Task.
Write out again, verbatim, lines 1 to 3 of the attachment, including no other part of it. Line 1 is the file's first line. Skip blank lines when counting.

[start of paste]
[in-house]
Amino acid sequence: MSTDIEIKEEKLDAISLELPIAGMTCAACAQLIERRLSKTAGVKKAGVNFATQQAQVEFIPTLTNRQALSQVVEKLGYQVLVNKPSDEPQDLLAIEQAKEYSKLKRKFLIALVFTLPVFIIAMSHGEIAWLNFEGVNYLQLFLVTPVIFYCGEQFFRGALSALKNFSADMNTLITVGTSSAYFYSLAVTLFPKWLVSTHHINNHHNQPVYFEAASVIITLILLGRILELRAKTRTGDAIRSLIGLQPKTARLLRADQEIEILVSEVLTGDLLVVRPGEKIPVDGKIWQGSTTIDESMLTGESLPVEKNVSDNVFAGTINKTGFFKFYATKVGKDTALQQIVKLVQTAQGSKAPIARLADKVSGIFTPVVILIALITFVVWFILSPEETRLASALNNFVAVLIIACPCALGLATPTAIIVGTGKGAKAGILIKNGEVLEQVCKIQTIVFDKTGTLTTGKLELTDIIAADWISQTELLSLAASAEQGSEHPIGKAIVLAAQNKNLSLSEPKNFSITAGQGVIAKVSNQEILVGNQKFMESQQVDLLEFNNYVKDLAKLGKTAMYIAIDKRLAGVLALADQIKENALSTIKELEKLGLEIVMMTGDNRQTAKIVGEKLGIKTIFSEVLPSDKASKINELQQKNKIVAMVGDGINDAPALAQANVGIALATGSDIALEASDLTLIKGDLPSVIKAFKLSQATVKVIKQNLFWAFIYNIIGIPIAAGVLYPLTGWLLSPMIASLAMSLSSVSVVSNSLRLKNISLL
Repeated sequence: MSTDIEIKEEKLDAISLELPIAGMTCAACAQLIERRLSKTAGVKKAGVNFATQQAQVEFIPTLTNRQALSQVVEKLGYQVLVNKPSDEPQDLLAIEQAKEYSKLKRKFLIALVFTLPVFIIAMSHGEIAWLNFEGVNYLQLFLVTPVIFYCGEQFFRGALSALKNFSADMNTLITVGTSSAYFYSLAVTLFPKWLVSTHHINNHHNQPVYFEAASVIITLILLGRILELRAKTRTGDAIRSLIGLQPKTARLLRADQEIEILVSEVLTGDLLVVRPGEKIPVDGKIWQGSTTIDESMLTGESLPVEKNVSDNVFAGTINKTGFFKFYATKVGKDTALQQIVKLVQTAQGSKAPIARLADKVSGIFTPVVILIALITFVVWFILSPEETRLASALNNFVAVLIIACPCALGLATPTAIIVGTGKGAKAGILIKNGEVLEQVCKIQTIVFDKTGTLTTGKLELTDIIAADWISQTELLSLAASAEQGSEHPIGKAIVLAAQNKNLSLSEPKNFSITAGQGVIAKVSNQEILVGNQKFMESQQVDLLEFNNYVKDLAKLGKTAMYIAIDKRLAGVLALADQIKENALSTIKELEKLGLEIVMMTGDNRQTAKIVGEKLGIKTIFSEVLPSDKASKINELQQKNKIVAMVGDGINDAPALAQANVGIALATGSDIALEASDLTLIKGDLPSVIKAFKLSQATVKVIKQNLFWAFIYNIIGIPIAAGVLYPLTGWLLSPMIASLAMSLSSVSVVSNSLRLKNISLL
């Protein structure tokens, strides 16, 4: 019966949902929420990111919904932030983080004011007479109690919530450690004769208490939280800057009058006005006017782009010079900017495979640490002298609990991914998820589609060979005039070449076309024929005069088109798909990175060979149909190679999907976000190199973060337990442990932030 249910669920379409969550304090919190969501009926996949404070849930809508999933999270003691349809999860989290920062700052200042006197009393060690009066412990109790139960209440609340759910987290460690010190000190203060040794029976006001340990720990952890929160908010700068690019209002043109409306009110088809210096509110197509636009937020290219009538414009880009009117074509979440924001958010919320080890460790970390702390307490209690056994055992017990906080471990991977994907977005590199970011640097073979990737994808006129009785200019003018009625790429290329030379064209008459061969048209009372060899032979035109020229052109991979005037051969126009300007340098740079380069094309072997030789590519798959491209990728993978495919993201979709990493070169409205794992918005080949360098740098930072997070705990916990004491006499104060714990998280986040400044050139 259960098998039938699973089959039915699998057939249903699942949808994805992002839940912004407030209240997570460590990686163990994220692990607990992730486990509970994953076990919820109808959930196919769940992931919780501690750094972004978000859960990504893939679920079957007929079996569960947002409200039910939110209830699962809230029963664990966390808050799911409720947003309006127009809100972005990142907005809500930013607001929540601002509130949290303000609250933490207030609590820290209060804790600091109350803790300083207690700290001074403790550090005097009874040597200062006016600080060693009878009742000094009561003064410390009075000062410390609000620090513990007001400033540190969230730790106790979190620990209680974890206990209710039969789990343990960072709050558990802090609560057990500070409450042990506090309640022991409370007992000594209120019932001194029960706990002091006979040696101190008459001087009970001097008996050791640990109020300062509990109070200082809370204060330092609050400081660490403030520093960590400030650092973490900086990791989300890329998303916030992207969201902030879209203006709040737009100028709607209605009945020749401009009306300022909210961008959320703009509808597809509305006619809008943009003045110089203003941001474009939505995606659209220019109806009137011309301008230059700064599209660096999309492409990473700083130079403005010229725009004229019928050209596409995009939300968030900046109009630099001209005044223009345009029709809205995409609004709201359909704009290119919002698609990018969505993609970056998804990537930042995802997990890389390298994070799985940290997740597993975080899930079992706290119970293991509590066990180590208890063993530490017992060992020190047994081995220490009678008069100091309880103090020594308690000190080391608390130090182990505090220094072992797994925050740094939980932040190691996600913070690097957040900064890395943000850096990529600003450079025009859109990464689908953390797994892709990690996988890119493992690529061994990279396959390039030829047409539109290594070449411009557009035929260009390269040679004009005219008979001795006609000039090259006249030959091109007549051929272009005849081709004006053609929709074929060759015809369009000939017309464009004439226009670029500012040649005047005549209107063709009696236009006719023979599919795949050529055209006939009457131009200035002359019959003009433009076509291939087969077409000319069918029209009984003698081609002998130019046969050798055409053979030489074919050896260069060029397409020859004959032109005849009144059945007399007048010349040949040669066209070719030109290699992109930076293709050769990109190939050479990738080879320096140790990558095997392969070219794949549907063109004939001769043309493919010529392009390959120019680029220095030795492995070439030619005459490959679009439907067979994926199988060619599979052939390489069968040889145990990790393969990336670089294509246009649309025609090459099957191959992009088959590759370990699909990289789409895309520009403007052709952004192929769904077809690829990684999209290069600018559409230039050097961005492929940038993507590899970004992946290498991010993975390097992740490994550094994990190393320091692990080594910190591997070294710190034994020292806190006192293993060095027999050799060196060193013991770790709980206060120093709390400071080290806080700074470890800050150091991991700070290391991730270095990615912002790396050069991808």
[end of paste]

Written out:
[in-house]
Amino acid sequence: MSTDIEIKEEKLDAISLELPIAGMTCAACAQLIERRLSKTAGVKKAGVNFATQQAQVEFIPTLTNRQALSQVVEKLGYQVLVNKPSDEPQDLLAIEQAKEYSKLKRKFLIALVFTLPVFIIAMSHGEIAWLNFEGVNYLQLFLVTPVIFYCGEQFFRGALSALKNFSADMNTLITVGTSSAYFYSLAVTLFPKWLVSTHHINNHHNQPVYFEAASVIITLILLGRILELRAKTRTGDAIRSLIGLQPKTARLLRADQEIEILVSEVLTGDLLVVRPGEKIPVDGKIWQGSTTIDESMLTGESLPVEKNVSDNVFAGTINKTGFFKFYATKVGKDTALQQIVKLVQTAQGSKAPIARLADKVSGIFTPVVILIALITFVVWFILSPEETRLASALNNFVAVLIIACPCALGLATPTAIIVGTGKGAKAGILIKNGEVLEQVCKIQTIVFDKTGTLTTGKLELTDIIAADWISQTELLSLAASAEQGSEHPIGKAIVLAAQNKNLSLSEPKNFSITAGQGVIAKVSNQEILVGNQKFMESQQVDLLEFNNYVKDLAKLGKTAMYIAIDKRLAGVLALADQIKENALSTIKELEKLGLEIVMMTGDNRQTAKIVGEKLGIKTIFSEVLPSDKASKINELQQKNKIVAMVGDGINDAPALAQANVGIALATGSDIALEASDLTLIKGDLPSVIKAFKLSQATVKVIKQNLFWAFIYNIIGIPIAAGVLYPLTGWLLSPMIASLAMSLSSVSVVSNSLRLKNISLL
Repeated sequence: MSTDIEIKEEKLDAISLELPIAGMTCAACAQLIERRLSKTAGVKKAGVNFATQQAQVEFIPTLTNRQALSQVVEKLGYQVLVNKPSDEPQDLLAIEQAKEYSKLKRKFLIALVFTLPVFIIAMSHGEIAWLNFEGVNYLQLFLVTPVIFYCGEQFFRGALSALKNFSADMNTLITVGTSSAYFYSLAVTLFPKWLVSTHHINNHHNQPVYFEAASVIITLILLGRILELRAKTRTGDAIRSLIGLQPKTARLLRADQEIEILVSEVLTGDLLVVRPGEKIPVDGKIWQGSTTIDESMLTGESLPVEKNVSDNVFAGTINKTGFFKFYATKVGKDTALQQIVKLVQTAQGSKAPIARLADKVSGIFTPVVILIALITFVVWFILSPEETRLASALNNFVAVLIIACPCALGLATPTAIIVGTGKGAKAGILIKNGEVLEQVCKIQTIVFDKTGTLTTGKLELTDIIAADWISQTELLSLAASAEQGSEHPIGKAIVLAAQNKNLSLSEPKNFSITAGQGVIAKVSNQEILVGNQKFMESQQVDLLEFNNYVKDLAKLGKTAMYIAIDKRLAGVLALADQIKENALSTIKELEKLGLEIVMMTGDNRQTAKIVGEKLGIKTIFSEVLPSDKASKINELQQKNKIVAMVGDGINDAPALAQANVGIALATGSDIALEASDLTLIKGDLPSVIKAFKLSQATVKVIKQNLFWAFIYNIIGIPIAAGVLYPLTGWLLSPMIASLAMSLSSVSVVSNSLRLKNISLL